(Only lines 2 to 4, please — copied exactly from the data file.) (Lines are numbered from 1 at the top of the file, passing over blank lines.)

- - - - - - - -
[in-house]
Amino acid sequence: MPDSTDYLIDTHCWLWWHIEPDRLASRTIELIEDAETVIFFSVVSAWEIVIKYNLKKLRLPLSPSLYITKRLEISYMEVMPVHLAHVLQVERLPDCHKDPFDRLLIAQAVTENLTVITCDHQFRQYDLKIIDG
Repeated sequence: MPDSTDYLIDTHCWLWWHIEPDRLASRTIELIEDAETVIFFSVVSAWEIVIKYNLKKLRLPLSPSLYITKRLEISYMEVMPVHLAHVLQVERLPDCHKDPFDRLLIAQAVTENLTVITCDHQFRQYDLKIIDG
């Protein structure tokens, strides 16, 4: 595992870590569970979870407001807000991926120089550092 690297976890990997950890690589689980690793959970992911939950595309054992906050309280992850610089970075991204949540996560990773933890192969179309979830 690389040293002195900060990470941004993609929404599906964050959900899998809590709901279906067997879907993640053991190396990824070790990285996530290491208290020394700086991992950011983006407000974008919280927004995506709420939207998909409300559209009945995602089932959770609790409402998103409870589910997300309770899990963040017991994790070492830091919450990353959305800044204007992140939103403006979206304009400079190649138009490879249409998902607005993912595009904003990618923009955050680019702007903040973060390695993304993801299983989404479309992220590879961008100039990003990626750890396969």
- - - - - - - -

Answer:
Amino acid sequence: MPDSTDYLIDTHCWLWWHIEPDRLASRTIELIEDAETVIFFSVVSAWEIVIKYNLKKLRLPLSPSLYITKRLEISYMEVMPVHLAHVLQVERLPDCHKDPFDRLLIAQAVTENLTVITCDHQFRQYDLKIIDG
Repeated sequence: MPDSTDYLIDTHCWLWWHIEPDRLASRTIELIEDAETVIFFSVVSAWEIVIKYNLKKLRLPLSPSLYITKRLEISYMEVMPVHLAHVLQVERLPDCHKDPFDRLLIAQAVTENLTVITCDHQFRQYDLKIIDG
């Protein structure tokens, strides 16, 4: 595992870590569970979870407001807000991926120089550092 690297976890990997950890690589689980690793959970992911939950595309054992906050309280992850610089970075991204949540996560990773933890192969179309979830 690389040293002195900060990470941004993609929404599906964050959900899998809590709901279906067997879907993640053991190396990824070790990285996530290491208290020394700086991992950011983006407000974008919280927004995506709420939207998909409300559209009945995602089932959770609790409402998103409870589910997300309770899990963040017991994790070492830091919450990353959305800044204007992140939103403006979206304009400079190649138009490879249409998902607005993912595009904003990618923009955050680019702007903040973060390695993304993801299983989404479309992220590879961008100039990003990626750890396969």